The National Endowment for the Arts announced that Douglas
Basford has been recommended for an NEA Literature Translation
Fellowship of $12,500. Basford is one of 20 recommended fellows for
2015. In total, the NEA plans to distribute $300,000 in this round
to support the new translation of fiction, creative nonfiction, and
poetry from 12 different languages into English.
Domenico di Giovanni (1404-1449), known by his nickname Il Burchiello, trained as a barber-surgeon and opened his own shop in Florence, where the city’s literati and others gathered for impromptu sonnet matches in which barbed, versified insults were levelled by competitors. Burchiello was commissioned to write sonnets against the Medici by a competing family, the Albizzi, and when the Medici returned to power, he was forced into exile, first to Siena, where he became ill (and even more ill with ill-considered medical intervention) and spent time in prison for debts and insolent, violent behavior, writing sonnets to various authorities and patrons that move between pleading, rage, and gallows humor. His travels took him then to Venice and Rome, and he took to mimicking the accents from the various cities he visited.
His work is best known for its bizarre images piled up “alla burchia,” like the merchandise on river barges and boats. His sonnets offer a cross-section of contemporary life not found in his earlier forebears Dante and Petrarch, showing a great range of tonalities (bitingly satirical, despondent, earnest, bawdy, defiant, baffled, playful) and subjects (medical quackery, fortune-telling, pest-infested accommodations, the violence of jousting, bathing, clerical misbehavior, the bookish excesses of scholastics and grammarians). Although his sonnets, of which approximately 200 survive and which will form the basis for the anticipated book-length publication Oarless: The Sonnets of Burchiello, were to become widely imitated over the next two centuries, even by Lorenzo de’ Medici himself, Burchiello died, possibly from syphillis, in Rome in penury.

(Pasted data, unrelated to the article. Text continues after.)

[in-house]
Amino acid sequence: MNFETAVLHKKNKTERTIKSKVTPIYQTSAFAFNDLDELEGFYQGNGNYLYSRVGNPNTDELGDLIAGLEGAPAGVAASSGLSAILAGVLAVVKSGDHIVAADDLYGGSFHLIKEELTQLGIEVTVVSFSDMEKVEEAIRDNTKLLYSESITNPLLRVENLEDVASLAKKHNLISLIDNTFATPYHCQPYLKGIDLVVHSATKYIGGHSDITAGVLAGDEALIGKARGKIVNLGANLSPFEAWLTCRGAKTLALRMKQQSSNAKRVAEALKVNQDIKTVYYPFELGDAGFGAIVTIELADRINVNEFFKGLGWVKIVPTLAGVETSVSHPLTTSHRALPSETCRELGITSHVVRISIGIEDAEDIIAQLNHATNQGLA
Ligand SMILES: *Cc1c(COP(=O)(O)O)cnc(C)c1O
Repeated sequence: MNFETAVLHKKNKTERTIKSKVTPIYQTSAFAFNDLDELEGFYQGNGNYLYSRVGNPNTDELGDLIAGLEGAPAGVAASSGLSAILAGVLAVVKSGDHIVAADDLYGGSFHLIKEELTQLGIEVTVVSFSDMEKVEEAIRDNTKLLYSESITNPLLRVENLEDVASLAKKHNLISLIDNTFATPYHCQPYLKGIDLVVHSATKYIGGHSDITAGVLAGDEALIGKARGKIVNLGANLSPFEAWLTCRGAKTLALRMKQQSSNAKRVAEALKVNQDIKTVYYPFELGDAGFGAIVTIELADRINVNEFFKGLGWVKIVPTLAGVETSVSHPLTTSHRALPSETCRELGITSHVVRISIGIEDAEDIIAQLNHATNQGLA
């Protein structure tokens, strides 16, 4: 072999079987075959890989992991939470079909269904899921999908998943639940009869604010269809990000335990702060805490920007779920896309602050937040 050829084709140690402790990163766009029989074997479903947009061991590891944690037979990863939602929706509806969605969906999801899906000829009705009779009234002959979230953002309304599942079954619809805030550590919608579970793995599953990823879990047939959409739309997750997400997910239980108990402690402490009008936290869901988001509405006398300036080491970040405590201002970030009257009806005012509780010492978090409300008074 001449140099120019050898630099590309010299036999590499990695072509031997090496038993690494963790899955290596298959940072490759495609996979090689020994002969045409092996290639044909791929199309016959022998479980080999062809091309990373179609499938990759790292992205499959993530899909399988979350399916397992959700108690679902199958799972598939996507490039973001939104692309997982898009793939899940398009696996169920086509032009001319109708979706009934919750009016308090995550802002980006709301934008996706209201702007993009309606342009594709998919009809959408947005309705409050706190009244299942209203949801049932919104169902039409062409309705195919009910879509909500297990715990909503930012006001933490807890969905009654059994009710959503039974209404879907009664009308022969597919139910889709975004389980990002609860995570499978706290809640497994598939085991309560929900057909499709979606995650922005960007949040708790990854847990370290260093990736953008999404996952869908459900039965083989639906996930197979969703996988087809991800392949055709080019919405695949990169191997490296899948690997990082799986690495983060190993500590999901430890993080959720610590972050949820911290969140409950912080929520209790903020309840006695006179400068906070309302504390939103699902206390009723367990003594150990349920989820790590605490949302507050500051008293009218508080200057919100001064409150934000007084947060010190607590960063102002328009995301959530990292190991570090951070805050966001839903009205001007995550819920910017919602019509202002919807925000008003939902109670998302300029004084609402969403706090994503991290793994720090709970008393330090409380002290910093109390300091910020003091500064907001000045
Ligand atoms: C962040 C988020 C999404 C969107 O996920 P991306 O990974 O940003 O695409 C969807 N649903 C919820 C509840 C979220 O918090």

Douglas Basford, has been Assistant Director of Composition in the Department of English since 2008, having previously taught at Johns Hopkins University, Loyola University Maryland, and Goucher College. A poet, critic, and scholar of the history and rhetoric of science, he has published translations of poetry and prose in various journals—Poetry, Subtropics, Western Humanities Review, Two Lines, The Atlanta Review, Words without Borders, Formes Poétiques Contemporaines, and SubStance—and in edited collections—The FSG Book of Twentieth-Century Italian Poetry (Farrar, Straus & Giroux) and The Display of Art in Roman Palaces, 1550-1750 (Getty Research Institute). He co-edits the online journal Unsplendid, which specializes in poetry in received forms, and is the Italian language editor of Coeur Publishing, a new venture for book-length translations of world literature.
"The NEA's long history of supporting literary translation is one of the most important ways we can broaden our nation's perspectives while also making the work of these talented writers and translators more available," said NEA Chairman Jane Chu. "This recommended award will go a long way in fostering a sense of empathy and understanding for how people from different countries and cultures connect with each other and live their lives."